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What Your Body Wants You to Know About STRESS

When I ask my clients about some of the stressors in their life, they usually come up with: finances, career, relationships, parenting, etc.

What your body perceives as stress is a little different.

I think it's important to say the body does not perceive stress as “good” or “bad”. Happy stress like buying a house or having a baby is just as impactful on the body as bad stress-like paying the bills, having an annoying boss, or a loud neighbour.

Why is it important that we manage our body’s stress? Well, stress has been proven to negatively impact your digestion, mental health, sleep, patience, how short your fuse can be with your children, motivation for food choices, and overall self-care.

In this article, I will review 6 different not-so-obvious stressors your body is exposed to on-the-daily and what you can do to lessen that stress. 1. Pushing yourself too hard at the gym.

Why is this bad? If you’re already stressed and decide to go to the gym and do a high-intensity workout, your body will output more cortisol which will cause you to feel more anxious, hit a wall at 2pm and put you into fat storage mode. So if you thought going to the gym and pounding it out hard was going to help you lose weight and feel better when you are already stressed, sorry friends, you’re attacking this in the wrong direction.

What to do about it? Don't do high-intensity activity when you’re stressed out. As women, we especially should not do high-intensity activity during our luteal or menstruation phase (last 10 days and first 5 days of your cycle.) Instead try calming activities that will not spike your cortisol such as yoga, outdoor walks, pilates, weight lifting, or a beginner Zumba class.

2. Not eating enough calories. Why is this bad? If you undereat you are not fueling your hormones, brain, or your metabolism and therefore you will store more fat, and put your body into perceived stress mode. What to do about it? Eat more to burn more. Make sure each meal has adequate amounts of proteins, carbs, and healthy fats. Tip: Try meal prepping so that healthy food is readily available.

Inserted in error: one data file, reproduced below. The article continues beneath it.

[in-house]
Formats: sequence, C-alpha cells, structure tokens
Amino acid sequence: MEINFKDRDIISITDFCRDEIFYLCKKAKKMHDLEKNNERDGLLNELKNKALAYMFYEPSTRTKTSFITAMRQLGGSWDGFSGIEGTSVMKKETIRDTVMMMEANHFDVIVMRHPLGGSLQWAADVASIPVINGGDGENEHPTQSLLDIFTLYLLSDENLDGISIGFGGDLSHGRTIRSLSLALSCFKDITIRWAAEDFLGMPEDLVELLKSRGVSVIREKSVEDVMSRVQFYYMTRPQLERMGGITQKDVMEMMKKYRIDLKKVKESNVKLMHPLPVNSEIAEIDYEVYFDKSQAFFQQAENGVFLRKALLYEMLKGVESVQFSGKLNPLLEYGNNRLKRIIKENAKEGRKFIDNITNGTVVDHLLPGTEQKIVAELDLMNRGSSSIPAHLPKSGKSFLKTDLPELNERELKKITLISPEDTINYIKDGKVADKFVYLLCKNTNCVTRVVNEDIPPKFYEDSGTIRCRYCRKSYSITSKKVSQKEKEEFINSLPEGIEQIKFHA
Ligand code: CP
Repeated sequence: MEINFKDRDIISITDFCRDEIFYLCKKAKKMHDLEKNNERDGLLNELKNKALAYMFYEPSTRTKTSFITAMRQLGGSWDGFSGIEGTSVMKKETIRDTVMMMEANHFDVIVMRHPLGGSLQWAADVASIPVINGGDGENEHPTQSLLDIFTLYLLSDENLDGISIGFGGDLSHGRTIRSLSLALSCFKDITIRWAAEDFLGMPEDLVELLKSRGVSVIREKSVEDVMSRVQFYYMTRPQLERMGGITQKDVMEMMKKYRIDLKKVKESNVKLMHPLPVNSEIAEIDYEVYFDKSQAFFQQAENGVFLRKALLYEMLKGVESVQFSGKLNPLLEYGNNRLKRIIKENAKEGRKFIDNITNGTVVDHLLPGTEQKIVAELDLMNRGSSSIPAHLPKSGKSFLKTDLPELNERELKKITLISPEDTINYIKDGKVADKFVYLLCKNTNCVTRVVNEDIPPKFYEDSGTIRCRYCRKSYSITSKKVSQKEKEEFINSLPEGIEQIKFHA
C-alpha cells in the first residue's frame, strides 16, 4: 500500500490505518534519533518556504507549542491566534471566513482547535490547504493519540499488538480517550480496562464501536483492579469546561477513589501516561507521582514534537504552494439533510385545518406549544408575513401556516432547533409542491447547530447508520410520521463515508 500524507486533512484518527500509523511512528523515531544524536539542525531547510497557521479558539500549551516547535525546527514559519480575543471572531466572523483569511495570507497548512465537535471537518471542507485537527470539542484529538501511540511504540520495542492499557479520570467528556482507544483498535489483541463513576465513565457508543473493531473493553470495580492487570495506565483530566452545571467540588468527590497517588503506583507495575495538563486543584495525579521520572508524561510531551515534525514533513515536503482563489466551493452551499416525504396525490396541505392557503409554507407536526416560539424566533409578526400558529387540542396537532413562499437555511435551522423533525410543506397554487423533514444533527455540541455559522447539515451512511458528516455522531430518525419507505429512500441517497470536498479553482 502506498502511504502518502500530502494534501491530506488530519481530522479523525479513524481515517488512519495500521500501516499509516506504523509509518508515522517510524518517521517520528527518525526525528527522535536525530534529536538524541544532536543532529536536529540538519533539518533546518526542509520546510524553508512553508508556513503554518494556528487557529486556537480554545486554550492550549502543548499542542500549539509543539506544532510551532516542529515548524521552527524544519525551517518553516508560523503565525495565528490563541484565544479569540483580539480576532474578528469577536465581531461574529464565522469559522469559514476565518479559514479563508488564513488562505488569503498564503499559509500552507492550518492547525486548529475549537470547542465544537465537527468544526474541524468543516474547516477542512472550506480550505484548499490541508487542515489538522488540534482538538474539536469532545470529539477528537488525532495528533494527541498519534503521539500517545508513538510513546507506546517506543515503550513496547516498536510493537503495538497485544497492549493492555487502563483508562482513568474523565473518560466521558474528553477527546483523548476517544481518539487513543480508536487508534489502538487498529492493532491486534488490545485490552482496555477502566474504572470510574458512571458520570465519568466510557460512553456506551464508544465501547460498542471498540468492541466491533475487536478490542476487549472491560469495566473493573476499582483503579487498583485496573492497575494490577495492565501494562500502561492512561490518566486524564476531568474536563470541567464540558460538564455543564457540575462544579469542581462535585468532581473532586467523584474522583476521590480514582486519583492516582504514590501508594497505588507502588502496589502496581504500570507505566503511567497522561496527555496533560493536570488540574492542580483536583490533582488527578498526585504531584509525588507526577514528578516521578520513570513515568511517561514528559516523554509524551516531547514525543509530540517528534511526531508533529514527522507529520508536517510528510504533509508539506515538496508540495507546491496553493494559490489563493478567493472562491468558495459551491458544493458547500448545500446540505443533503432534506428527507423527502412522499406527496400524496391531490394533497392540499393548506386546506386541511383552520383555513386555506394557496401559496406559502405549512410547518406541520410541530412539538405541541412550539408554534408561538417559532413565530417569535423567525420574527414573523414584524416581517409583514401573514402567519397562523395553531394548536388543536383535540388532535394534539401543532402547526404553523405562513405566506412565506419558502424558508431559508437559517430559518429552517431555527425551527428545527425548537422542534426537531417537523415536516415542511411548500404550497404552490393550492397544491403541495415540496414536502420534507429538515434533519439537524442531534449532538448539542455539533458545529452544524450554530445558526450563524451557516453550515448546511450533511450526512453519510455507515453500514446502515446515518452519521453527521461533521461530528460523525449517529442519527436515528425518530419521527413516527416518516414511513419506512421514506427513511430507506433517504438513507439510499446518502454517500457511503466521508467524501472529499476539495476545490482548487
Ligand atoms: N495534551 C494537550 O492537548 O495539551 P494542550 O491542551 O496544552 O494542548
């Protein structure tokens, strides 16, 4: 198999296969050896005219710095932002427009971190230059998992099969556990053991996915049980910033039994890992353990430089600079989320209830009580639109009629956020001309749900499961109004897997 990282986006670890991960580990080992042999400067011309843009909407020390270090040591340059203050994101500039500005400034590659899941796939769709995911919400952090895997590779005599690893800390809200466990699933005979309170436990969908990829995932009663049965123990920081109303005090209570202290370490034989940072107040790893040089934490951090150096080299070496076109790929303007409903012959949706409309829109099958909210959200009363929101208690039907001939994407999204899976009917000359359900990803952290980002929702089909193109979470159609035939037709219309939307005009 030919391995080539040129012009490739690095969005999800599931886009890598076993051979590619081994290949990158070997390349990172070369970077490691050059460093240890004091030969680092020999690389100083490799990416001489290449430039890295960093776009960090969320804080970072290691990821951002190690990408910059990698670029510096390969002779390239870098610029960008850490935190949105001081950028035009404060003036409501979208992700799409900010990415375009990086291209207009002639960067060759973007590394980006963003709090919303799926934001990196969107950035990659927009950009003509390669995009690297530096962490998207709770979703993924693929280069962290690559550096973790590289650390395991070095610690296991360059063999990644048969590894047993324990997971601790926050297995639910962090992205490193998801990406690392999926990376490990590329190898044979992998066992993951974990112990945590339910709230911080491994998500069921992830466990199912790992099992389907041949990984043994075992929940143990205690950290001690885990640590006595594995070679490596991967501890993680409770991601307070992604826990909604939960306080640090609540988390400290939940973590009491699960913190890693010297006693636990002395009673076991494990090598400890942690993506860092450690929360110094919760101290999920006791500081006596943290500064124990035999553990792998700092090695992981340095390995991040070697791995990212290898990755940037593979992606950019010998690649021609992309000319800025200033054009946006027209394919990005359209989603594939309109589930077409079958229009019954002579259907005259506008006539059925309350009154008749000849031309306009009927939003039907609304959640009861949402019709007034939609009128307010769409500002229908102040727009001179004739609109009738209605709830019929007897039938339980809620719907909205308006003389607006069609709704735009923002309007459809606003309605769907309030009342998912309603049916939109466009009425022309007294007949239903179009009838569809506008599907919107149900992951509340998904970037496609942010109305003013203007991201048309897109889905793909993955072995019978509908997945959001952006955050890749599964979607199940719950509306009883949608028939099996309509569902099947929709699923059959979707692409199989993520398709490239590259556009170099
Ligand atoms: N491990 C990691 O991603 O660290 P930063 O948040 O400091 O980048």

3. Not sleeping enough. Why is this bad? When you sleep, your body detoxifies your organs and your brain. Sleep is the maid coming in and sweeping the dust out of your house each night. So, if you don’t get enough sleep, you're not allowing your body that vital time to rejuvenate, thus increasing your stress overall. What to do about it? Prioritize your sleep. I recommend creating an evening routine that allows for calm so that when your head hits the pillow you sleep deeply and calmly and wake up feeling rested and ready to crush your day. 4. Skipping Meals.

Why is this bad? Skipping meals upsets your blood sugar. When your blood sugar is imbalanced, it basically plays up your release of cortisol and it ramps up the body's stress response. When this happens, you are thrown into fat storage mode which makes you more hangry, irritable, and unable to cope especially at the end of the day.

What to do about it? Prioritize breakfast. Eat 30-60 minutes upon rising and prioritize protein and healthy fats. Starting your day off right can do wonders for your blood sugar and body’s stress perception.

5. Blue light from devices. Why is this bad? Blue light depletes your brain of melatonin which is beneficial for good sleep. So if you are staring at your screen into the midnight hours, when you finally do shut your eyes you are not going to hit deep. Without deep sleep, you are not restoring your brain and body- waking up more tired- and the body perceives all of that as stress. What to do about it? Invest in blue light blocking glasses, or invest in a computer monitor that has a blue light blocking screen. Another option is that you can shut off all screens 1-2 hours before bed and focus on something else like having a bath, reading a book, listening to music etc. to use the end of your day to create calm and connection. 6. Ignoring your emotional needs.

Why is this bad? When you are scrapping the bucket, and giving so much to others, chances are you are neglecting your own emotional needs. Stored emotional energy in the body, positive or negative, can be easily perceived as stress.

What to do about it? Start asking for what you need and prioritizing your own self-care.

When it comes to stress, look at the whole picture. Like I look at your overall health as a Holistic Nutritionist, I hope you consider your whole body, mind, and spirit when looking to reduce your body’s stress perception and response so that you can start to feel better.

Did you find this helpful? Then listen up! You may be a perfect candidate for my NEW Women’s Wellness Membership. Stay tuned for details coming in November 2021.

Marissa Sylvester, BN

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